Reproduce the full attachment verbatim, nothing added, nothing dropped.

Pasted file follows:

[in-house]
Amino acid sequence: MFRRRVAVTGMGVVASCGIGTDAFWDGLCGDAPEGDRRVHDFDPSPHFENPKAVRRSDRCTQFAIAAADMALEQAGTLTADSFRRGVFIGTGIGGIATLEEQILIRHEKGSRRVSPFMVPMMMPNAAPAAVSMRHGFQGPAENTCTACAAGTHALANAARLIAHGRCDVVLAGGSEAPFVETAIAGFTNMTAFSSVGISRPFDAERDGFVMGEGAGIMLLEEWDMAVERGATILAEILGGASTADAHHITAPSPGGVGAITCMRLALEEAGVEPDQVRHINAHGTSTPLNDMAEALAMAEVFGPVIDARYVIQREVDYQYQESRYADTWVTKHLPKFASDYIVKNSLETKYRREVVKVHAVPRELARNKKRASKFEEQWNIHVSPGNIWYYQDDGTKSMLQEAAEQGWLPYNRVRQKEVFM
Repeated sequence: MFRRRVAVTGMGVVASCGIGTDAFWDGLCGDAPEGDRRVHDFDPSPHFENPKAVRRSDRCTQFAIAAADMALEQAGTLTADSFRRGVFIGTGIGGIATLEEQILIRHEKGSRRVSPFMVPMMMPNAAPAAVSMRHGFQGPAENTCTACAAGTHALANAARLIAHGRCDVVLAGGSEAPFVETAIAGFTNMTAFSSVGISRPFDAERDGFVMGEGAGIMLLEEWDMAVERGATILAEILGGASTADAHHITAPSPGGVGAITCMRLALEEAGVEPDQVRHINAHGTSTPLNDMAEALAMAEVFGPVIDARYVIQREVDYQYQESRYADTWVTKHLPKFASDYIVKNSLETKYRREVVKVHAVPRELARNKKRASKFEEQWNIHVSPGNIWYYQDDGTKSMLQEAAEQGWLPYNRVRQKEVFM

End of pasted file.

[in-house]
Amino acid sequence: MFRRRVAVTGMGVVASCGIGTDAFWDGLCGDAPEGDRRVHDFDPSPHFENPKAVRRSDRCTQFAIAAADMALEQAGTLTADSFRRGVFIGTGIGGIATLEEQILIRHEKGSRRVSPFMVPMMMPNAAPAAVSMRHGFQGPAENTCTACAAGTHALANAARLIAHGRCDVVLAGGSEAPFVETAIAGFTNMTAFSSVGISRPFDAERDGFVMGEGAGIMLLEEWDMAVERGATILAEILGGASTADAHHITAPSPGGVGAITCMRLALEEAGVEPDQVRHINAHGTSTPLNDMAEALAMAEVFGPVIDARYVIQREVDYQYQESRYADTWVTKHLPKFASDYIVKNSLETKYRREVVKVHAVPRELARNKKRASKFEEQWNIHVSPGNIWYYQDDGTKSMLQEAAEQGWLPYNRVRQKEVFM
Repeated sequence: MFRRRVAVTGMGVVASCGIGTDAFWDGLCGDAPEGDRRVHDFDPSPHFENPKAVRRSDRCTQFAIAAADMALEQAGTLTADSFRRGVFIGTGIGGIATLEEQILIRHEKGSRRVSPFMVPMMMPNAAPAAVSMRHGFQGPAENTCTACAAGTHALANAARLIAHGRCDVVLAGGSEAPFVETAIAGFTNMTAFSSVGISRPFDAERDGFVMGEGAGIMLLEEWDMAVERGATILAEILGGASTADAHHITAPSPGGVGAITCMRLALEEAGVEPDQVRHINAHGTSTPLNDMAEALAMAEVFGPVIDARYVIQREVDYQYQESRYADTWVTKHLPKFASDYIVKNSLETKYRREVVKVHAVPRELARNKKRASKFEEQWNIHVSPGNIWYYQDDGTKSMLQEAAEQGWLPYNRVRQKEVFM